Sustainable Aviation Fuels (SAF)

While ICAO supports an appropriate proportion of Jet A-1 fossil fuels being replaced by Sustainable Aviation Fuels (SAF) by 2050, as SAF reduces carbon emissions by 80 percent compared to JET A-1 fuel. At present, the main obstacles to SAF utilisation by Thai AirAsia is its high price and non-availability at Thai airports. The 2-3-fold cost of SAF compared to JET A-1 fuel at present has deterred carriers across the globe from switching to SAF for commercial usage. However, as part of AAAGL, Thai AirAsia will leverage on group economies of scale as purchase volume is one of key factors determining SAF pricing. Thai AirAsia also participated in multiple engagements with the AAAGL regional team and civil aviation authorities to gain a broader overview of SAF production and distribution plans in ASEAN. This exercise enabled Thai AirAsia to identify airports where SAF may be purchased should our management team decide to commence SAF utilisation or should national policies be introduced to advance the use of biofuels in the aviation industry in Thailand. In addition, several Thai private organisations began investing in the production of SAF in 2022 to meet growing demand. This has made Thai AirAsia see SAF adoption for commercial use as a possibility. The carrier began preparations for adoption by reviewing information provided by the manufacturer of its fleet’s main aircraft, the Airbus A320, discerning that a 50:50 SAF to jet fuel ratio would be feasible for the model.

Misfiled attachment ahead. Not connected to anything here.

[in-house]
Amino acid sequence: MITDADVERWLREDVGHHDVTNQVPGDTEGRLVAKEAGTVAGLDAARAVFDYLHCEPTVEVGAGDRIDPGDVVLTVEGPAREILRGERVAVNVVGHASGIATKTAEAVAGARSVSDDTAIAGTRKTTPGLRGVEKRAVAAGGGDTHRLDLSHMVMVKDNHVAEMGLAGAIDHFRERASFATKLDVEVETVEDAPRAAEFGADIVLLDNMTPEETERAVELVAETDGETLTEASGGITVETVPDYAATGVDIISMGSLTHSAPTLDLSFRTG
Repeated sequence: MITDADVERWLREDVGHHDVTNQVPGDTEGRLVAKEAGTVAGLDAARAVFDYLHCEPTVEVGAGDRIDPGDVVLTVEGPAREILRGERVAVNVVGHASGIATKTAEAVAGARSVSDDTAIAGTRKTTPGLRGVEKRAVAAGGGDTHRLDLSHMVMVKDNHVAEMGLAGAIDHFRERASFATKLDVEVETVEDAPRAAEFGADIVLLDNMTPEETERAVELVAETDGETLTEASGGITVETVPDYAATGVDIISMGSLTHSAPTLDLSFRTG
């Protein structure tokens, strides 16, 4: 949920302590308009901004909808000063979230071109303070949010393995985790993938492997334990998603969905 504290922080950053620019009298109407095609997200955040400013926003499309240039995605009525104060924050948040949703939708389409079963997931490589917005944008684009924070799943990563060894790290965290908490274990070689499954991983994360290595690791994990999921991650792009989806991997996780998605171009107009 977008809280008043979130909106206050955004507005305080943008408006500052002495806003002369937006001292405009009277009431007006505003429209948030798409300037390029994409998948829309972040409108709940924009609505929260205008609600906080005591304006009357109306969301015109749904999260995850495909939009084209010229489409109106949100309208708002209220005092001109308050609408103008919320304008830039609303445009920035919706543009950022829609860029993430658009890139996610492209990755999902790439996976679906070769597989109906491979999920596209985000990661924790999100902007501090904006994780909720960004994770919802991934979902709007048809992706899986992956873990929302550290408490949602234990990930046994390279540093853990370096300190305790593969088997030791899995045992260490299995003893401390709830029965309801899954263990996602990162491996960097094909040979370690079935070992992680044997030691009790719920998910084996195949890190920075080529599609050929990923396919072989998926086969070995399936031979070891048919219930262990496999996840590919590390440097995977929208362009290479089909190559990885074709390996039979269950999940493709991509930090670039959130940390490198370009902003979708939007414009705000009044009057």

Carbon Offsetting